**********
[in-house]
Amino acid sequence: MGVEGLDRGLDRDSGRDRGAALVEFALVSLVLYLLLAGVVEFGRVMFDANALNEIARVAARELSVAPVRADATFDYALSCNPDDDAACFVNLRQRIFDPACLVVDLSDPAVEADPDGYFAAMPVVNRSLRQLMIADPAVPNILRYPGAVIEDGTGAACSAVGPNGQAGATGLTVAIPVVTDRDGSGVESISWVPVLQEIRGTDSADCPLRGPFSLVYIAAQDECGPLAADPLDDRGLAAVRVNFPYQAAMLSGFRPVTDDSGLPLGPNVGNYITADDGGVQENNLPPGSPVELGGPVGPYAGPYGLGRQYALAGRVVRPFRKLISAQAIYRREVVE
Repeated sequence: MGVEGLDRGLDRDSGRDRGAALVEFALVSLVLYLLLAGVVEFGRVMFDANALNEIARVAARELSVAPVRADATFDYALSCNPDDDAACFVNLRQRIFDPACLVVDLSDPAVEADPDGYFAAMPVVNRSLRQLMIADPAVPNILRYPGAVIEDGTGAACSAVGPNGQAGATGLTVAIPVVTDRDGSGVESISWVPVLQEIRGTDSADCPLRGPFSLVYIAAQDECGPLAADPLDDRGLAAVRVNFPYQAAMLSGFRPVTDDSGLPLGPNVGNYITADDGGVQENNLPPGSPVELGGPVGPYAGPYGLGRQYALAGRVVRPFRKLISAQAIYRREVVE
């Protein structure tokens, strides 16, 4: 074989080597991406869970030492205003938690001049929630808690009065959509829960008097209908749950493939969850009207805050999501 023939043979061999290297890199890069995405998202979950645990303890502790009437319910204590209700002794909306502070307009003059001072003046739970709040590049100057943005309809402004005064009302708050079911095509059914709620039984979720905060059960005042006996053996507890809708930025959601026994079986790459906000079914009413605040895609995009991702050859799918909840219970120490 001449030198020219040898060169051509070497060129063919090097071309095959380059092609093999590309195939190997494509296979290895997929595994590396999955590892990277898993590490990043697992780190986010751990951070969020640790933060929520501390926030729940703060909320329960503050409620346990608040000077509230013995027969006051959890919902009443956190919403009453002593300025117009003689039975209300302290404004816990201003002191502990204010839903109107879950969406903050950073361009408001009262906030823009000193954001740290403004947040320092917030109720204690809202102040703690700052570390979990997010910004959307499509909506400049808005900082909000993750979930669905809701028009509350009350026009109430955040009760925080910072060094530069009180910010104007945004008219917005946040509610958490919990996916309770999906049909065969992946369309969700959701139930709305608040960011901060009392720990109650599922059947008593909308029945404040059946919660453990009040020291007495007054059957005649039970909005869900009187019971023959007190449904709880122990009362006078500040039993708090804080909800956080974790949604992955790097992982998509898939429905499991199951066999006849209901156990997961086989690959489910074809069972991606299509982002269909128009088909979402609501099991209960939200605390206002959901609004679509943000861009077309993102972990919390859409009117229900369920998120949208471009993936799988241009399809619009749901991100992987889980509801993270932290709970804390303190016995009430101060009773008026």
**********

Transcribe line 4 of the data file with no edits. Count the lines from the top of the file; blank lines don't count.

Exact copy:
């Protein structure tokens, strides 16, 4: 074989080597991406869970030492205003938690001049929630808690009065959509829960008097209908749950493939969850009207805050999501 023939043979061999290297890199890069995405998202979950645990303890502790009437319910204590209700002794909306502070307009003059001072003046739970709040590049100057943005309809402004005064009302708050079911095509059914709620039984979720905060059960005042006996053996507890809708930025959601026994079986790459906000079914009413605040895609995009991702050859799918909840219970120490 001449030198020219040898060169051509070497060129063919090097071309095959380059092609093999590309195939190997494509296979290895997929595994590396999955590892990277898993590490990043697992780190986010751990951070969020640790933060929520501390926030729940703060909320329960503050409620346990608040000077509230013995027969006051959890919902009443956190919403009453002593300025117009003689039975209300302290404004816990201003002191502990204010839903109107879950969406903050950073361009408001009262906030823009000193954001740290403004947040320092917030109720204690809202102040703690700052570390979990997010910004959307499509909506400049808005900082909000993750979930669905809701028009509350009350026009109430955040009760925080910072060094530069009180910010104007945004008219917005946040509610958490919990996916309770999906049909065969992946369309969700959701139930709305608040960011901060009392720990109650599922059947008593909308029945404040059946919660453990009040020291007495007054059957005649039970909005869900009187019971023959007190449904709880122990009362006078500040039993708090804080909800956080974790949604992955790097992982998509898939429905499991199951066999006849209901156990997961086989690959489910074809069972991606299509982002269909128009088909979402609501099991209960939200605390206002959901609004679509943000861009077309993102972990919390859409009117229900369920998120949208471009993936799988241009399809619009749901991100992987889980509801993270932290709970804390303190016995009430101060009773008026």